There were also distinct moments of humor where I chuckled out loud at the perfectly British remarks made in the diary itself.
One major negative was with the editing though; I found several mistakes, mainly typographical, within the text.
All in all, enjoyable read albeit with some drawbacks
The Diary of a Murder begins, naturally, with a murder. Mrs. Dora James is found on the floor of her room with her head caved in. Downstairs in her husband's disordered study is a conspicuous pile of papers, topped by a hastily scribbled note which starts with some incriminating words: "I know in my heart I am the man to blame." The note is there, but her husband is not.
Police Sergeant Preston and his young apprentice -- called to the shabby genteel address by Dora's parents, who are concerned that they have not heard from their daughter in days -- find these unnatural scenes and begin to connect the dots. The papers underneath the note of confession turn out to be a carefully kept diary by Mr. Jacob Jones. Day by day, he has recorded the details of his dissolving marriage, unsuccessful friendships, drunken father, and misconstrued charity towards an unfortunate girl. All the time insisting on the verity of his daily recordings.
"I must mix the good with the bad, after all, if I am to bequeath to my future self a truthful account."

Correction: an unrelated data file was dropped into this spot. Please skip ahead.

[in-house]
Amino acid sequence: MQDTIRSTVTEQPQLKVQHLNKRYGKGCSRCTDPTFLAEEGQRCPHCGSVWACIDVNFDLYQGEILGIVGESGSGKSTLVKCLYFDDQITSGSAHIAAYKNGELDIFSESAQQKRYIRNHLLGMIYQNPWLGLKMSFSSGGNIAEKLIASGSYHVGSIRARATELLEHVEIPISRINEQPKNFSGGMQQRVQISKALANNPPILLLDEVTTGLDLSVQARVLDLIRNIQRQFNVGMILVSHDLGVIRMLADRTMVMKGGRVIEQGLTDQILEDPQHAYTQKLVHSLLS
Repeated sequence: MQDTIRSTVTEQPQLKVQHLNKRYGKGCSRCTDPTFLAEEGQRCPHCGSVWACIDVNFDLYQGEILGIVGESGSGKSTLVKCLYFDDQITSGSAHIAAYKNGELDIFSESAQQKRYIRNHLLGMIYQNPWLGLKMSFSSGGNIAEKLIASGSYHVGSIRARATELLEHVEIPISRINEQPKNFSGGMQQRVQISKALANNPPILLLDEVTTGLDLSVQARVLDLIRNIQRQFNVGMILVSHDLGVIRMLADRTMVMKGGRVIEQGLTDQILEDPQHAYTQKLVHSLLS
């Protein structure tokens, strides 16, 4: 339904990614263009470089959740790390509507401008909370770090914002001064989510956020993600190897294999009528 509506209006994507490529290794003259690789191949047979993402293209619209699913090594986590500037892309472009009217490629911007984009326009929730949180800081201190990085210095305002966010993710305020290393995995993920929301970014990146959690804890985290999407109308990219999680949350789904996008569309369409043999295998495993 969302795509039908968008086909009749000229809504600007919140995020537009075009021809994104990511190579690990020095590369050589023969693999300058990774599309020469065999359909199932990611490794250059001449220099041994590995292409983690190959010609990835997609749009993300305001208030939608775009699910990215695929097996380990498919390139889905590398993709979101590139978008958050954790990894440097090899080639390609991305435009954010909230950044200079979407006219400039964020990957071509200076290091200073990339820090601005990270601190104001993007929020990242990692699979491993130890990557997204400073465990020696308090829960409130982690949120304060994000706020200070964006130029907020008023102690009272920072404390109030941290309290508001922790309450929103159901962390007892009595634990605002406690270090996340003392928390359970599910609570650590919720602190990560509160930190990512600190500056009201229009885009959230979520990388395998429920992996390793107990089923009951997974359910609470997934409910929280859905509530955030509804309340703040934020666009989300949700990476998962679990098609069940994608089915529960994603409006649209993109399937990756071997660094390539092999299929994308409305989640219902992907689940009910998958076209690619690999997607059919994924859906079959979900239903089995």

But Jackson's writing left me with some doubt about the truthfulness of Jones' account. It was a doubt I couldn't fully explain to myself. So it became not only the drive to explain the mystery -- and everyone, including me, suspected that Jones was guilty from the very first -- but also the need to explain the odd feeling I had that something was rotten in the state of Denmark. These were the motivations driving me quickly from page to page.
Jones' insistence on the truth of what he's telling -- and his repeated inner "struggles" to tell us what's in his mind, both good and bad -- became quite unsettling. There were a number of times when Jones reminded me of the disturbed narrator in Edgar Allan Poe's "The Tell-Tale Heart," insisting that we look at how wonderfully calm he can remain, how introspective and understanding he can be of his own nature, even while doing something evil. Poe's narrator could almost be Jones: "Hearken! and observe how healthily--how calmly I can tell you the whole story... You should have seen how wisely I proceeded--with what caution--with what foresight--"
Jackson does a superb job of creating this character and making him someone we have to trust -- his diary is the primary way that we learn about the other characters and the outline of the story -- but aren't willing to turn our backs on. There is always that feeling that something is off. I kept scouring the pages for some sure sign that I was right, trying to find little clues that could tell me more about this narrator who I quite mistrusted. I loved that Jackson kept me guessing. I kept checking to see how many pages I was from the ending, sure that there must be some twist to gratify my own detective skills, and anxious that it really would be as simple as the confession in Jones' diary.
I highly recommend that you read this novel for yourself and find out if you can solve the mystery of a wife's murder and a husband's questionable confession.